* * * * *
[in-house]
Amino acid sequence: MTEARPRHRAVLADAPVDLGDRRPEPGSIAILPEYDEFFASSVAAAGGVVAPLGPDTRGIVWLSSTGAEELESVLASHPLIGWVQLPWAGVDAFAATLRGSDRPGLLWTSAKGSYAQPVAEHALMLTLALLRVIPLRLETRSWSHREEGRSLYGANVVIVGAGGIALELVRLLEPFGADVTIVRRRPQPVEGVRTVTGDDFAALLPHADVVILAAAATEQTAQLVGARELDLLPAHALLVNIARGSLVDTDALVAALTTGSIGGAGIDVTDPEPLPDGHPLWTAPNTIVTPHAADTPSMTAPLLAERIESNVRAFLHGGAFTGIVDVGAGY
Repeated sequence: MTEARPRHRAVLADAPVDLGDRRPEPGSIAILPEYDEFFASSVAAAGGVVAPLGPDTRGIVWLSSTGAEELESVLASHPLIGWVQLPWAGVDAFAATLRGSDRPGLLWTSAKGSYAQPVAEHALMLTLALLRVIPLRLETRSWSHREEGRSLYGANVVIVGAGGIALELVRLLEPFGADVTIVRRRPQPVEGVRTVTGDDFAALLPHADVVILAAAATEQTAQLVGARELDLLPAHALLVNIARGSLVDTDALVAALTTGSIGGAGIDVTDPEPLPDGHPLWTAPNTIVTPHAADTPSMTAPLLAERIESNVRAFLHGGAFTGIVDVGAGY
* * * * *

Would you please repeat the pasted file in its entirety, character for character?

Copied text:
[in-house]
Amino acid sequence: MTEARPRHRAVLADAPVDLGDRRPEPGSIAILPEYDEFFASSVAAAGGVVAPLGPDTRGIVWLSSTGAEELESVLASHPLIGWVQLPWAGVDAFAATLRGSDRPGLLWTSAKGSYAQPVAEHALMLTLALLRVIPLRLETRSWSHREEGRSLYGANVVIVGAGGIALELVRLLEPFGADVTIVRRRPQPVEGVRTVTGDDFAALLPHADVVILAAAATEQTAQLVGARELDLLPAHALLVNIARGSLVDTDALVAALTTGSIGGAGIDVTDPEPLPDGHPLWTAPNTIVTPHAADTPSMTAPLLAERIESNVRAFLHGGAFTGIVDVGAGY
Repeated sequence: MTEARPRHRAVLADAPVDLGDRRPEPGSIAILPEYDEFFASSVAAAGGVVAPLGPDTRGIVWLSSTGAEELESVLASHPLIGWVQLPWAGVDAFAATLRGSDRPGLLWTSAKGSYAQPVAEHALMLTLALLRVIPLRLETRSWSHREEGRSLYGANVVIVGAGGIALELVRLLEPFGADVTIVRRRPQPVEGVRTVTGDDFAALLPHADVVILAAAATEQTAQLVGARELDLLPAHALLVNIARGSLVDTDALVAALTTGSIGGAGIDVTDPEPLPDGHPLWTAPNTIVTPHAADTPSMTAPLLAERIESNVRAFLHGGAFTGIVDVGAGY